MSD issues new inclement weather policy

Terry RogersEducation, Headlines, Milford Headline Story

If there is any weather like this during the school year, MSD students will only have one traditional snow day. Additional days may require remote learning.

At the most recent Milford School District Board of Education meeting, Dr. Bridget Amory, Director of Student Learning, provided the board with details on the district’s new inclement weather policy. Effective this year, students will be permitted a regular snow day without classroom learning only on the first day of a weather event. Starting on the second day, however, students would be required to access remote learning, and this would continue until schools were able to return to in-person learning.

“We do indeed love a good old fashioned snow day in Milford School District,” Dr. Amory said. “But we also know and understand the great task of educating our students. So, we have worked out an agreement where, in the event that we have any type of extended inclement weather during this academic year, we would try to honor that as a true weather event initially and then transition into the opportunity to offer some remote learning. This would be a combination of synchronous and asynchronous learning.”

Dr. Amory explained that the policy was not a perfect solution but would allow teachers to continue engaging students in the case of a long period of inclement weather. Board member David Vezmar asked if the first day, which was considered a traditional snow day, would need to be made up at the end of the year.

“It would depend on the circumstances,” Dr. Amory said. “In the past, if there has been a state of emergency, it may not have to be made up, but that would be dependent on the circumstances. In the past few years, that has not necessarily been a request that has been honored, so it would potentially be a day that would have to be made up, at least from a staff perspective. We have enough student hours built into our academic calendar that we would have some flexibility, but we will continue to monitor on a regular basis.”

Vezmar asked if that meant the learning days from day two on where children would learn remotely would then not need to be made up and Dr. Amory explained that it was the intent that that would occur, although it would depend on the type of extreme weather. She pointed out that extreme winds that lead to power outages might have an impact on whether students could learn remotely, so they would make determinations based on the conditions.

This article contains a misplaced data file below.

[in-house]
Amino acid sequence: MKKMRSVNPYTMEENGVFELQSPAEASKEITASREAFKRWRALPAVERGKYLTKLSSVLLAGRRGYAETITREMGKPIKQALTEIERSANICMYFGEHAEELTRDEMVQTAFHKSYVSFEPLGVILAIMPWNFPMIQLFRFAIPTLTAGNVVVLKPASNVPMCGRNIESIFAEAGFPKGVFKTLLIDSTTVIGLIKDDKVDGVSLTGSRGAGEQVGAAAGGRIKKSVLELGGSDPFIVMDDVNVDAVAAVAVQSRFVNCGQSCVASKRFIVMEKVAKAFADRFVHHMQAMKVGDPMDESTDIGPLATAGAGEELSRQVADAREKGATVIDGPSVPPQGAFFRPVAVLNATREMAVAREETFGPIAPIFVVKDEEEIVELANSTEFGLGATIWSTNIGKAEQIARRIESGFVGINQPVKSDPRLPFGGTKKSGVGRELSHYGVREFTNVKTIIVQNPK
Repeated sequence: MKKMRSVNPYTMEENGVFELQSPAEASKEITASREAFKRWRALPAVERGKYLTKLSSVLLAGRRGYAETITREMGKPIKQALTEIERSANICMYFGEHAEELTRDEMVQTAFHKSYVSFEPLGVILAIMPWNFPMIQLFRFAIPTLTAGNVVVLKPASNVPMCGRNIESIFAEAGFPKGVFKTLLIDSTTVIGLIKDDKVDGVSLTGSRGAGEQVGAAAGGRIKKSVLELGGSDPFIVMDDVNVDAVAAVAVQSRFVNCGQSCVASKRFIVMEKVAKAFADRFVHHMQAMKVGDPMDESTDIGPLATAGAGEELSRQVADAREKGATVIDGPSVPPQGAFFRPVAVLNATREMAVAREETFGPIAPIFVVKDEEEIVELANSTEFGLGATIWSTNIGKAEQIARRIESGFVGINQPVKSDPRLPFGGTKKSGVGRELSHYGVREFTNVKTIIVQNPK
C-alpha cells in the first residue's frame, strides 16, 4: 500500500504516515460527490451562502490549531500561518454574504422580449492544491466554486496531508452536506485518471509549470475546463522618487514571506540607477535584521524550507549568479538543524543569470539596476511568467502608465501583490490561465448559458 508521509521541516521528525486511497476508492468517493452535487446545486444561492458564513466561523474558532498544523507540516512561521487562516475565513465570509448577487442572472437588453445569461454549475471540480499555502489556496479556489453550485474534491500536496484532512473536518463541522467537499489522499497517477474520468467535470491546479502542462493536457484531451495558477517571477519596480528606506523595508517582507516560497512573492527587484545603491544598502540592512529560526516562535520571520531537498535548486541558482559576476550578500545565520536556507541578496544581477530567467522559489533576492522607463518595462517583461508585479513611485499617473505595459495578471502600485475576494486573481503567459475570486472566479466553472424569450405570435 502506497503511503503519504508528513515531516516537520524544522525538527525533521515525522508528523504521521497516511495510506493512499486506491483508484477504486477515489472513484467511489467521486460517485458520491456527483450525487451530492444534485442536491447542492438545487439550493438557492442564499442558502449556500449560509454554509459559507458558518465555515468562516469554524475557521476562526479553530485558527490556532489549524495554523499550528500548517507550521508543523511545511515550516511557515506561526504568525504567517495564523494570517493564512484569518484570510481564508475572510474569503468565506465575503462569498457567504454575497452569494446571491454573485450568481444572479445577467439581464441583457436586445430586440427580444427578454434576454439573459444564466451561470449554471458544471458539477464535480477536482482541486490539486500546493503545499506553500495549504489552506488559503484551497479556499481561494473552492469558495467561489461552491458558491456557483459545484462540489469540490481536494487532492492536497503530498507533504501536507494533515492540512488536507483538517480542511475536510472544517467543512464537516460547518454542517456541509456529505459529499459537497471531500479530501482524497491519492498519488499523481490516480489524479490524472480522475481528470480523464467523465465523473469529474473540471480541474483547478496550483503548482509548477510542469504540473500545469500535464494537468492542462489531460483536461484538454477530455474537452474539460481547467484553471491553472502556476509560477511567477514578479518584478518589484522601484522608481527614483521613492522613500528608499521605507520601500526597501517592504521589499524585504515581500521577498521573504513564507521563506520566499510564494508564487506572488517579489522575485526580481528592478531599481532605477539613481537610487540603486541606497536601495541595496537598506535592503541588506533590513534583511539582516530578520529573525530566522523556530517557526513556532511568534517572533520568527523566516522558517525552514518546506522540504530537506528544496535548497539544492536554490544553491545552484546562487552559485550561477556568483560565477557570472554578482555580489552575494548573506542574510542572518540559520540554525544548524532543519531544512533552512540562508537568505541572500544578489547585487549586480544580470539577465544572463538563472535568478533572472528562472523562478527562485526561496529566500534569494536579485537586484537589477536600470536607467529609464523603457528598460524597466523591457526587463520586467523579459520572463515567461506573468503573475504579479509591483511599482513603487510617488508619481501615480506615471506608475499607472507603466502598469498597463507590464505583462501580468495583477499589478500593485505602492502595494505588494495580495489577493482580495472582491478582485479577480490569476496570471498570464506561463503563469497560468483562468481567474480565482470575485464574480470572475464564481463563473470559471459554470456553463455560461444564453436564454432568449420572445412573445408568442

“The only comment I would make on this just from a logistical comment is, I think during COVID, especially when we were doing only remote learning, there was a routine and people knew how to log in and kind of had a rhythm down,” Dr. Adam Brownstein said. “I think, the very first time we implement this in the real world, I think our numbers will not be great simply because of some of the logistical challenges of implementing something that was done, but not for several months. So, then the question in my mind, from a realistic standpoint, is this being done on paper so that we don’t have to make up snow days and really no factual learning will occur? Or is this a legitimate policy where actual learning is going to occur? I mean, from my perspective, I think we’ll know that the first time or tow if we tried to implement this policy. I would very much like to get some feedback after we do this in real time and kind of see how it goes.”

Dr. Amory understood and stated that staff was prepared for the new policy. They also were aware that there are lessons to be learned as the policy is implemented. The district already had to work on the process for deploying Chromebooks in grades K through five, so they knew they would need to work through some challenges.

“Our Chromebooks over the pandemic, they took quite a beating,” School Board President Jason Miller said. “I know we’ve had difficulty replacing them with shortages and typical post pandemic issues.”

According to Dr. Amory, the technology department had been proactive and resourceful in keeping the Chromebooks operational. She stated that the district was well prepared to issue one-to-one Chromebooks across all grade levels.

“We just made the decision not to necessarily send devices home in grades K through five on a regular basis,” Dr. Amory said. “We are fully prepared now in the event there is a weather event that we could deploy them and send them home with students. Again, hopefully, it would be a system that we could monitor, track and prepare for.”

When asked by Miller if students in grades K through five were using the Chromebooks in class, Dr. Amory stated that they were, but they did not take them home each day.

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